Fortune Cookie NORA #1363 - 10' AEB-L Kiritsuke - The Duke
- Blade Type: Kiritsuke
- Blade Length: 10 Inches
- Total Length: 15 Inches
- Handle Style: Western | Right or Left Hand Use
- Steel: AEB-L Stainless Steel
- Handle Materials: Black G10, Stabilized Black & White Ebony, Natural Micarta Pins
- Rockwell Hardness: 62 HRC
- Grind Type: Full Flat Hybrid - Performance Grind (3 different bevels blended)
- This Blade is Ground...
- Thin for Performance (best performance but delicate)
- Thick for Durability (tough, built to last for heavy wear-n-tear)
- >>> Mid-Range with Special Geometry (specially ground for food release and glide but blade is kept slightly thicker for durability)
- This Knife Feels...
- >>> Heavy in Hand (Hefty. Durable.)
- Light (nimble, maneuverable)
- Not too heavy, not too light (Switzerland. Fitting weight for the size of the knife.)
GENERAL USES OF THIS KNIFE:
This blade shape is our take on the traditional Japanese Kiritsuke knife.
A Kiritsuke knife is one of the very few Japanese knives that is considered multi-purpose. It is a hybrid between a Yanagi (fish slicer) and a Usuba (vegetable knife.). A Kiritsuke knife works well for slicing and breaking down protein but it also excels at vegetable prep. and general purpose tasks. In Japanese kitchens, the Kiritsuke knife is reserved only for the executive Chef as a sign of respect and also due to the skill needed to efficiently use these knives.
Our Kiritsuke design does not have as flat of a belly as the more traditional Japanese style knives. We have done this to allow just the slightest amount of rock in the cut. We feel it adds a bit more versatility to the knife.
This knife falls into a small batch we made that we dubbed our "fortune cookie" batch. All of the engravings in this batch are located on the spine of the knives and all have some form of text. The text isn't necessarily a fortune, but rather a line, quote or saying that resonates with us for whatever reason. The hope is that maybe the saying or text will resonate with whomever adopts this knife.
This knife's "fortune" reads:
A man ought to do what he thinks is best
This phrase comes from none other than John Wayne in the 1953 movie Hondo. This line is often confused as :"A man's gotta do what a man's gotta do." Whatever version you like, the sentiment is the same. Sometimes simple is better and The Duke never fails to deliver in this department.
HANDLE DESIGN & MATERIALS:
Every one of our knives is handmade, unique and numbered. This NORA knife has been handled with a base of durable black G10. Sandwiched between the G10 are two pieces of stabilized Black & White Ebony along with another small stripe of black G10. It is a simple design but we have been surprised by how much we like the clean lines on this one.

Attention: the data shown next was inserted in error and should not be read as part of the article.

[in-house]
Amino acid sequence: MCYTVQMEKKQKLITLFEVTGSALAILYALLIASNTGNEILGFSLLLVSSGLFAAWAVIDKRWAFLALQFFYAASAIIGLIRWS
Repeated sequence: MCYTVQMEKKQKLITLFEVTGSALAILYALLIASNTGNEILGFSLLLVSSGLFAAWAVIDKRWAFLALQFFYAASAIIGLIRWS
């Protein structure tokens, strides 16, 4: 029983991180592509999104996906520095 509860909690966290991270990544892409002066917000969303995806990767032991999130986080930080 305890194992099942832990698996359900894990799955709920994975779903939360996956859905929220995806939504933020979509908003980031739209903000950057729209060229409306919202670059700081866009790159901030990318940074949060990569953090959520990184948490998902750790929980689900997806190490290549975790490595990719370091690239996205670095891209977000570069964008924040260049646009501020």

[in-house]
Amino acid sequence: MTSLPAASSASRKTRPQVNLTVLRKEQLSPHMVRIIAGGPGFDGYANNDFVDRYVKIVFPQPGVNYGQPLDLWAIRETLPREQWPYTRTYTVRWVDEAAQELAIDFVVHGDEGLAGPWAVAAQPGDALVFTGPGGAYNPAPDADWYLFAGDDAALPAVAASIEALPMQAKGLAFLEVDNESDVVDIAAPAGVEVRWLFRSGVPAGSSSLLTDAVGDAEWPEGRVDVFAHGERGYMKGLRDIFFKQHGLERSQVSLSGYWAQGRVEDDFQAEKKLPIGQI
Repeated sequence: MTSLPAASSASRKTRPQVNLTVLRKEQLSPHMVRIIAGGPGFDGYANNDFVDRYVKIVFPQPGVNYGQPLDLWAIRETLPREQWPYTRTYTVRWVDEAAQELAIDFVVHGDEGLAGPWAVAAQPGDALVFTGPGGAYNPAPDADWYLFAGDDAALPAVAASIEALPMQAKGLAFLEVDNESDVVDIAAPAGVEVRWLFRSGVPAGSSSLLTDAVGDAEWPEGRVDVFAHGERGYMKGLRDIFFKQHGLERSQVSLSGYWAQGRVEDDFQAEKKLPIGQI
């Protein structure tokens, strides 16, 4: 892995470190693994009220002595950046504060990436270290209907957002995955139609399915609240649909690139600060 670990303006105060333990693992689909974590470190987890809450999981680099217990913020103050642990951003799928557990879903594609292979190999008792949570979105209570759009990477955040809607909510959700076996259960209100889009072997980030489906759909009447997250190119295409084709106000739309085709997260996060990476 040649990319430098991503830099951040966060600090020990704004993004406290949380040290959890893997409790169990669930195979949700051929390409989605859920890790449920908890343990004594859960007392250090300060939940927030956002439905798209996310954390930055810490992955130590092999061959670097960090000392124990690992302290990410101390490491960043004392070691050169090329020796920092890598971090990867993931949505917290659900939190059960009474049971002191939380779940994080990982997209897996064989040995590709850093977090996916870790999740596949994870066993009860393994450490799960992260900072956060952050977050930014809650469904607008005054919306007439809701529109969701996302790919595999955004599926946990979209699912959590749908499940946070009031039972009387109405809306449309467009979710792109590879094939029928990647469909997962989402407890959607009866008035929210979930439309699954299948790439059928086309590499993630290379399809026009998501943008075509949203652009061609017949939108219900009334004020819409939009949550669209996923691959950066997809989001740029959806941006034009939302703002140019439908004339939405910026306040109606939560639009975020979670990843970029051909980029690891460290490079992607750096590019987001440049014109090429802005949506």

In regards to the handle material you may wonder, what is G10? G10 is an incredibly strong & durable fiberglass laminate that was originally used in the electronics industry. It has been adapted in the knife making world and has proven to be an excellent material for handles as it has high strength, low moisture absorption and can be found in a variety of colors. Its one of our favorite materials to work with outside of wood.
AEB-L STAINLESS STEEL
This knife blade is composed of AEB-L stainless steel which is a high-quality Swedish metal, originally developed for razor blades. Recently, steel suppliers have made this steel available in thicker sheets and it has proven to be an excellent adaptation for the cutlery industry.
AEB-L has a beautiful balance of carbon and chromium and, with proper heat treatment, this steel produces both a very fine edge as well as excellent toughness and edge stability. The fine grain structure also makes this steel very easy to sharpen. We believe it is one of the finest stainless steels available on the market today for use with kitchen knives.
As a side note, there are two things we like to mention about this steel:
1.) This steel responds beautifully to honing and if the knife is honed regularly it should need infrequent sharpening.
2.) AEB-L is a stainless steel but just barely. The concept of stainless steel is very misleading because every steel is, at some level, reactive to water and other elements.
The higher carbon content in this stainless is what allows it to get a fine edge and higher hardness compared to many other stainless steels but it also has a tendency to sometimes form very fine rust spots on the blade. If this happens, these are easily removed with a green or red scotch brite pad and usually the rough end of a kitchen sponge will also do the trick. Take extra care to remove any excess wetness that remain on this blade. Drip drying is NOT recommended.